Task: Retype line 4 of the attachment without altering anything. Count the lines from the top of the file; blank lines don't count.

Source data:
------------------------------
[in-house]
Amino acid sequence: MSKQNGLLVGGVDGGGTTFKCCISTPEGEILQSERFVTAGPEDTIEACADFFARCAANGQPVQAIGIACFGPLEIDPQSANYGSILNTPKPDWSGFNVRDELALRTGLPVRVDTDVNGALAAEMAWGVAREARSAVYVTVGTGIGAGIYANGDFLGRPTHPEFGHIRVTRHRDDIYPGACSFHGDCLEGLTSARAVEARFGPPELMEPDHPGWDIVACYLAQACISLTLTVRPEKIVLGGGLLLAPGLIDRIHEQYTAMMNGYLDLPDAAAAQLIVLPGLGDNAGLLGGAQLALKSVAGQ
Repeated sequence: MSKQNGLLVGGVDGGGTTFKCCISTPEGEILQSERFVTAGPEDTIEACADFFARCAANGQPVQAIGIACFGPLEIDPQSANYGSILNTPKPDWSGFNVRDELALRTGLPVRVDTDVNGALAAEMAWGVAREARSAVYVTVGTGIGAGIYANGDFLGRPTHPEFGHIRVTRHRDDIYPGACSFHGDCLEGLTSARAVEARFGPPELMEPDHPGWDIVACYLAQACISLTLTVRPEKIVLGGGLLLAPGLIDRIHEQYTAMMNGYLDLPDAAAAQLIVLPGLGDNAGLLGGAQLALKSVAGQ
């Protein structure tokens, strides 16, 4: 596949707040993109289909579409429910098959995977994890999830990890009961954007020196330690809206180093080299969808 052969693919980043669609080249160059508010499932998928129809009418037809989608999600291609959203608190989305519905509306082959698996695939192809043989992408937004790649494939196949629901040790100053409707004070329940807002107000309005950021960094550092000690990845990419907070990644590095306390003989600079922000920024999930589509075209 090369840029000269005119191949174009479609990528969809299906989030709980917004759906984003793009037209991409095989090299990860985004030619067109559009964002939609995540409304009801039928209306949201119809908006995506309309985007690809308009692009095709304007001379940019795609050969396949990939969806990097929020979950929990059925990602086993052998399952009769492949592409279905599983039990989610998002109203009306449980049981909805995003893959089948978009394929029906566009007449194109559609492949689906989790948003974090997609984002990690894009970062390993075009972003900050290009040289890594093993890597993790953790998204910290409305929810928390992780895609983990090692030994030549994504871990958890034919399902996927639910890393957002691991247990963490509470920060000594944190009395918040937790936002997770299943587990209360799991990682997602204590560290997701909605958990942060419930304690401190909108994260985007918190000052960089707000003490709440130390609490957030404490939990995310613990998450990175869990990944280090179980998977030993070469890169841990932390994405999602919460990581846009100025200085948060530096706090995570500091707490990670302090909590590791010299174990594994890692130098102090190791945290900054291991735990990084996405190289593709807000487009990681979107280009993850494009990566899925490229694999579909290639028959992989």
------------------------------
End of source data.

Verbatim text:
């Protein structure tokens, strides 16, 4: 596949707040993109289909579409429910098959995977994890999830990890009961954007020196330690809206180093080299969808 052969693919980043669609080249160059508010499932998928129809009418037809989608999600291609959203608190989305519905509306082959698996695939192809043989992408937004790649494939196949629901040790100053409707004070329940807002107000309005950021960094550092000690990845990419907070990644590095306390003989600079922000920024999930589509075209 090369840029000269005119191949174009479609990528969809299906989030709980917004759906984003793009037209991409095989090299990860985004030619067109559009964002939609995540409304009801039928209306949201119809908006995506309309985007690809308009692009095709304007001379940019795609050969396949990939969806990097929020979950929990059925990602086993052998399952009769492949592409279905599983039990989610998002109203009306449980049981909805995003893959089948978009394929029906566009007449194109559609492949689906989790948003974090997609984002990690894009970062390993075009972003900050290009040289890594093993890597993790953790998204910290409305929810928390992780895609983990090692030994030549994504871990958890034919399902996927639910890393957002691991247990963490509470920060000594944190009395918040937790936002997770299943587990209360799991990682997602204590560290997701909605958990942060419930304690401190909108994260985007918190000052960089707000003490709440130390609490957030404490939990995310613990998450990175869990990944280090179980998977030993070469890169841990932390994405999602919460990581846009100025200085948060530096706090995570500091707490990670302090909590590791010299174990594994890692130098102090190791945290900054291991735990990084996405190289593709807000487009990681979107280009993850494009990566899925490229694999579909290639028959992989």